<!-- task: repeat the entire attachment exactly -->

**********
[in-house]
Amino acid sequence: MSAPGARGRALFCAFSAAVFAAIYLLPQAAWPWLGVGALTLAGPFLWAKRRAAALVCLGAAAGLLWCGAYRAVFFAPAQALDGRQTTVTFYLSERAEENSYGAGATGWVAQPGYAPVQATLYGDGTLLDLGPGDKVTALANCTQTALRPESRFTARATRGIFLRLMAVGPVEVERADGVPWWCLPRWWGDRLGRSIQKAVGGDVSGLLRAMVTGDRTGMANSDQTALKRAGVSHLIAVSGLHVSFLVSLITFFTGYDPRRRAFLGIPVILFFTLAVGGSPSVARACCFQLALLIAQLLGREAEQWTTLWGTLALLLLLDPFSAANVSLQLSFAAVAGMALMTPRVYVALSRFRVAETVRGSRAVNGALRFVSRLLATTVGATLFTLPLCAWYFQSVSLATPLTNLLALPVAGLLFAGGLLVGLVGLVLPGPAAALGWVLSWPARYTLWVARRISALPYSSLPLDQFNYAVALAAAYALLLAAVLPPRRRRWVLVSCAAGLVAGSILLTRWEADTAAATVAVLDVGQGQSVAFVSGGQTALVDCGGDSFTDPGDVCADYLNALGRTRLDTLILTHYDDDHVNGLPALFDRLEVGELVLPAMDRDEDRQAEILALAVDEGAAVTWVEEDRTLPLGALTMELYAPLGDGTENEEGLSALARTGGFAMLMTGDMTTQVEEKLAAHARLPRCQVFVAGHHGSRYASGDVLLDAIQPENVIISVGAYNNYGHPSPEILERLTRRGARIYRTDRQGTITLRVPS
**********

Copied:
[in-house]
Amino acid sequence: MSAPGARGRALFCAFSAAVFAAIYLLPQAAWPWLGVGALTLAGPFLWAKRRAAALVCLGAAAGLLWCGAYRAVFFAPAQALDGRQTTVTFYLSERAEENSYGAGATGWVAQPGYAPVQATLYGDGTLLDLGPGDKVTALANCTQTALRPESRFTARATRGIFLRLMAVGPVEVERADGVPWWCLPRWWGDRLGRSIQKAVGGDVSGLLRAMVTGDRTGMANSDQTALKRAGVSHLIAVSGLHVSFLVSLITFFTGYDPRRRAFLGIPVILFFTLAVGGSPSVARACCFQLALLIAQLLGREAEQWTTLWGTLALLLLLDPFSAANVSLQLSFAAVAGMALMTPRVYVALSRFRVAETVRGSRAVNGALRFVSRLLATTVGATLFTLPLCAWYFQSVSLATPLTNLLALPVAGLLFAGGLLVGLVGLVLPGPAAALGWVLSWPARYTLWVARRISALPYSSLPLDQFNYAVALAAAYALLLAAVLPPRRRRWVLVSCAAGLVAGSILLTRWEADTAAATVAVLDVGQGQSVAFVSGGQTALVDCGGDSFTDPGDVCADYLNALGRTRLDTLILTHYDDDHVNGLPALFDRLEVGELVLPAMDRDEDRQAEILALAVDEGAAVTWVEEDRTLPLGALTMELYAPLGDGTENEEGLSALARTGGFAMLMTGDMTTQVEEKLAAHARLPRCQVFVAGHHGSRYASGDVLLDAIQPENVIISVGAYNNYGHPSPEILERLTRRGARIYRTDRQGTITLRVPS